Tooth decay in Luton 5-year-olds is highest in the east of England
There has been a reduction over time, but the problem remains significantly higher than figures across England, according to a report to the borough council’s scrutiny children’s services review group.
The severity of the dental decay in children aged five in the town is also above the national average at four teeth affected, explained the report.
“And five-year-olds from the most deprived areas of Luton have higher rates of tooth decay than those living in the least poverty stricken areas.”
“Evidence suggests that deprivation accounts for 40 per cent of the variation in levels of tooth decay,” Public Health England (PHE) warned in 2017. “They are two-and-a-half times more likely to have experienced dental decay.”
The highest prevalence of tooth decay experience within the town is in Challney at 49 per cent and the lowest in Bramingham at 15 per cent, based on 2017 PHE statistics.
NHS dental contracts locally are commissioned by BLMK integrated care board (ICB) since April. Dental access in Luton is also “an ongoing issue”, the report to councillors acknowledged.
“We’ve put together our oral health offer for children from nought to ten, during the past year, with a strong focus on preventative work with our under fives.
“Information and communication is shared at key points and during visits with pregnant women and new mums who access health visitors and midwife appointments.
“School nurses, Flying Start community link workers and looked after children nurses are sharing age appropriate literature and resources.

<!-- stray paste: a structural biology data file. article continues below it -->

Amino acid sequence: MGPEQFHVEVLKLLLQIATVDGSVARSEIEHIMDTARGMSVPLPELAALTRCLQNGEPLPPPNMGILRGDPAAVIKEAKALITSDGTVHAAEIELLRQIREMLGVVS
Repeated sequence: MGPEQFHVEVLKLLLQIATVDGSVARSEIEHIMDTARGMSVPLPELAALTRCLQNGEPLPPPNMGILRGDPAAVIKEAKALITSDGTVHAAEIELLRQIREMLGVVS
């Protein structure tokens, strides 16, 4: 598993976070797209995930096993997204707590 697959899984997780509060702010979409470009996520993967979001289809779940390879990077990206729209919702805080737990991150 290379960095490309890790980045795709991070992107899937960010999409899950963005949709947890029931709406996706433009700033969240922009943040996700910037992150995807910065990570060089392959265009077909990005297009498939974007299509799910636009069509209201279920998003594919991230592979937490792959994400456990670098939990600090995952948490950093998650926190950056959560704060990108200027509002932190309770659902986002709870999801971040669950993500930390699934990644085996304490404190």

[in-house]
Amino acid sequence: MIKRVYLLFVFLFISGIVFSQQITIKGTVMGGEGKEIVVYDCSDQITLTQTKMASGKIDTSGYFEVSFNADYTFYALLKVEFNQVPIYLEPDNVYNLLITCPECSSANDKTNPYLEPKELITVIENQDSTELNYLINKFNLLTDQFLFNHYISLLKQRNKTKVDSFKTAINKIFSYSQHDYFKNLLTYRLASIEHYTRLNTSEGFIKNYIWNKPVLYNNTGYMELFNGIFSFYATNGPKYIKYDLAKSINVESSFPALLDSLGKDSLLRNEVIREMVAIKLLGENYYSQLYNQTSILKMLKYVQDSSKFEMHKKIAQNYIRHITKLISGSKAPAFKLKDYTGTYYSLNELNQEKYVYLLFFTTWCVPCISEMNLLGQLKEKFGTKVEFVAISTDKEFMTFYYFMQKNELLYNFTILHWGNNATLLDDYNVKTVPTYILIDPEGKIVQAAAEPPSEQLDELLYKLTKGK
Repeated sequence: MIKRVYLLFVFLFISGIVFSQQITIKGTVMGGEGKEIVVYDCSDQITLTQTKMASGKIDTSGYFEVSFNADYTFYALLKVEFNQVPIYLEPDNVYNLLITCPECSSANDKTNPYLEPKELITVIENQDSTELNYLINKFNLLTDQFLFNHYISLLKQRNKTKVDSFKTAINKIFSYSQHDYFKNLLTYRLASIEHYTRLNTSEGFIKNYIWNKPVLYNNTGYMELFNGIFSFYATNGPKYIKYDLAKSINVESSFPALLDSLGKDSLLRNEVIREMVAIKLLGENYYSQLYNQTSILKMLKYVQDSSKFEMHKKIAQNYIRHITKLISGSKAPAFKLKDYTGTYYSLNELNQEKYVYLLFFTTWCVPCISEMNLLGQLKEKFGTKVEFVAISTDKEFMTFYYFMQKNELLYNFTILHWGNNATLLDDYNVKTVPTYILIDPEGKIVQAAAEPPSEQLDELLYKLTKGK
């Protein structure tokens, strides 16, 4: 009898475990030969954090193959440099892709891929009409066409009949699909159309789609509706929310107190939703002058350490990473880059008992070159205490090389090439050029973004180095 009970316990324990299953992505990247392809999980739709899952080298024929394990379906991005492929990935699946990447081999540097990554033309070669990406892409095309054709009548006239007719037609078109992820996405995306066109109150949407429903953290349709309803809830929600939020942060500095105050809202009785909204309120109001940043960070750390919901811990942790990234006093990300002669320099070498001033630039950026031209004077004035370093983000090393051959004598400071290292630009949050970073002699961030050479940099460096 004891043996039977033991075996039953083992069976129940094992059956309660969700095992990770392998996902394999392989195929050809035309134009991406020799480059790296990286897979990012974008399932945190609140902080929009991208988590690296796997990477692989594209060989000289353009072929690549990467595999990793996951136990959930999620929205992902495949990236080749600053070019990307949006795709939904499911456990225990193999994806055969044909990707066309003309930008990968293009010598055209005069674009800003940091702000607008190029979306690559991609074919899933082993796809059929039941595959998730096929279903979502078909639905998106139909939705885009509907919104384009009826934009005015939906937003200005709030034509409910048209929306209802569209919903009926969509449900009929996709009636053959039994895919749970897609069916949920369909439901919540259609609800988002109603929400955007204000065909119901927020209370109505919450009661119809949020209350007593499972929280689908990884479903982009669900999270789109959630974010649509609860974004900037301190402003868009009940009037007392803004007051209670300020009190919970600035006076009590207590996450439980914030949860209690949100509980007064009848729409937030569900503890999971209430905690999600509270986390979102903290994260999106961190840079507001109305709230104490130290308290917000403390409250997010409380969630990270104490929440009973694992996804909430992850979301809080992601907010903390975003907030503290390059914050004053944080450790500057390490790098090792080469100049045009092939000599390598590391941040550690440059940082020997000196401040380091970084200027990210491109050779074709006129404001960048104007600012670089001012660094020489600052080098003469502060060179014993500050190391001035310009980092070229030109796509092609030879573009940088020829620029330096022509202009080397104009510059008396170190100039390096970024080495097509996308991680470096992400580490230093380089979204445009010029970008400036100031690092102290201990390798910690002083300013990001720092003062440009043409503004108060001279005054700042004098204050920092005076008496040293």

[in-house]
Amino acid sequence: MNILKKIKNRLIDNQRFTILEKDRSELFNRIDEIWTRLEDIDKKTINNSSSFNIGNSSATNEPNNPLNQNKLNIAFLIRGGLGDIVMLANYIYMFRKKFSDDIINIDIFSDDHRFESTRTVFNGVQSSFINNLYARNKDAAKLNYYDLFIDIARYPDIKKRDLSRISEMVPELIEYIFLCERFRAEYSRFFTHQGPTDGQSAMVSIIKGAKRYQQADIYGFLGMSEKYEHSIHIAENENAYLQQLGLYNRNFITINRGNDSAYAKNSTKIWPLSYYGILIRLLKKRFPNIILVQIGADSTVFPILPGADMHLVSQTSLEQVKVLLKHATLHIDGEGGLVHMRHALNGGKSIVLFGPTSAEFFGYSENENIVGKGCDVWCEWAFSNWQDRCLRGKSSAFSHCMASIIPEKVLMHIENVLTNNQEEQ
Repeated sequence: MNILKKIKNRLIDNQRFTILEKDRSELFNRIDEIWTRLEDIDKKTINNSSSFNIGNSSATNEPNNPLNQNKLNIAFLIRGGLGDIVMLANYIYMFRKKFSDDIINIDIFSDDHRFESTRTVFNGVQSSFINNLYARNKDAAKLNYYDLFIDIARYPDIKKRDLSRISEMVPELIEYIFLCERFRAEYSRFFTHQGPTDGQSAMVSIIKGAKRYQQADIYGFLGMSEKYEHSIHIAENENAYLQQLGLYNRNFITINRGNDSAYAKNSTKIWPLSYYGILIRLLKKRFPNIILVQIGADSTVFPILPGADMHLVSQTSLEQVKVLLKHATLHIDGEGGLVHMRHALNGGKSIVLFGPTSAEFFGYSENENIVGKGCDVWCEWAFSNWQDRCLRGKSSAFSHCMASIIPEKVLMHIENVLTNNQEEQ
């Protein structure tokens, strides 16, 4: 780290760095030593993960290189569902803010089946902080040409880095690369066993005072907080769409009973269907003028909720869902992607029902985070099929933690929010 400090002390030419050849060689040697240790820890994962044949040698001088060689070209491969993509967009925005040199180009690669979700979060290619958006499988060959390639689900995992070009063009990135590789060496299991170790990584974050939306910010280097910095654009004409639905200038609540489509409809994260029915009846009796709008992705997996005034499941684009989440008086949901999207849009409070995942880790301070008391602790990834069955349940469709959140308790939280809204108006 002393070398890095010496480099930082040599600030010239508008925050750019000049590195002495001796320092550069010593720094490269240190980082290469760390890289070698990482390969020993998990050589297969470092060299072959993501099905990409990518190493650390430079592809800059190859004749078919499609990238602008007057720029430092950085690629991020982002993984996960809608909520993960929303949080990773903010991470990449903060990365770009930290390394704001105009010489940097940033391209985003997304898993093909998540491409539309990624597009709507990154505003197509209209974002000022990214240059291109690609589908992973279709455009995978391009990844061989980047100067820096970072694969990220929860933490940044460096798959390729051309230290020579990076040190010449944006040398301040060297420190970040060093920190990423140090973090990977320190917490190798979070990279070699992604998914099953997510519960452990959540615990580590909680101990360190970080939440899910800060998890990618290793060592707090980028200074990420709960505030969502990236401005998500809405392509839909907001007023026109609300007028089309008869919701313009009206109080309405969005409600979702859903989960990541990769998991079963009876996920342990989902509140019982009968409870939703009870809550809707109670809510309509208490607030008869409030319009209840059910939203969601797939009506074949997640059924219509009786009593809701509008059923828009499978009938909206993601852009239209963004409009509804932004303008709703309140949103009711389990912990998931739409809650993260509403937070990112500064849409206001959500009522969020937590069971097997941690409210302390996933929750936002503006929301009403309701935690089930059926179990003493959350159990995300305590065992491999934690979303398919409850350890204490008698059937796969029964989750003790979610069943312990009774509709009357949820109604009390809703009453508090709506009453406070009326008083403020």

“We’ve also linked in with the healthy weight programme, the breast feeding strategy, food plan and family hubs.
“Promotional work has involved delivering toothbrush packs and 12 top tips leaflets to raise the profile of oral health in the community and schools.
“Public Health in Luton has provided a variety of resources, such as toothbrushes, toothpaste, books and Teeth on Tour boxes containing a variety of colourful and informative education items which encourage storytelling and active play.”
The Dental Wellness Trust has been commissioned to provide a young oral health programme, including delivery of a live “smart” supervised toothbrush programme in all our primary schools, added the report. This follows recommendations from an oral health needs assessment.
“Working closely with its outreach coordinator, we’ve widened health promotion providing top tips for brushing teeth, and the association of diet and impact on oral health.
“Dental pop up clinics have been arranged with a local dentist Obex and Flying Start. A pilot was run to deliver these clinics for children under five offering fluoride varnish, as well as oral health education and promotion.
“This was extended to under tens after parent feedback. The sessions are based in the community. Children could have their mouth checked by a dental nurse, where appropriate have fluoride varnish applied, and make an appointment with Obex.
“Ten clinics were scheduled initially, but 11 have been held following their success, with at least four more planned until the end of the year.”